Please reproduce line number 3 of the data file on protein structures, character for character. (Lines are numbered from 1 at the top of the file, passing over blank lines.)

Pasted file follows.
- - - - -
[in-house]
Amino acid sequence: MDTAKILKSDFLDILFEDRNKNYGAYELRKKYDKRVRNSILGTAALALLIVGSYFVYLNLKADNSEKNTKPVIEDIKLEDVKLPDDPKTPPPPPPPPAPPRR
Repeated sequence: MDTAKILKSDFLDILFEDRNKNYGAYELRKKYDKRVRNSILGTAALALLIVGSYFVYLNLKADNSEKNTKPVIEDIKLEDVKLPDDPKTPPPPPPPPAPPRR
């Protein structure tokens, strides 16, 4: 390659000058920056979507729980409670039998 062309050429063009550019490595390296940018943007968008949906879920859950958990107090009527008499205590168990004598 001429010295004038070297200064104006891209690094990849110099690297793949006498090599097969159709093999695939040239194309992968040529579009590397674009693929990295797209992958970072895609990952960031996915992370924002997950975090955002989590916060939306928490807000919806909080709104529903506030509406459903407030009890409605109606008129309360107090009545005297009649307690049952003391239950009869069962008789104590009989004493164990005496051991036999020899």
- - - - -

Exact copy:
Repeated sequence: MDTAKILKSDFLDILFEDRNKNYGAYELRKKYDKRVRNSILGTAALALLIVGSYFVYLNLKADNSEKNTKPVIEDIKLEDVKLPDDPKTPPPPPPPPAPPRR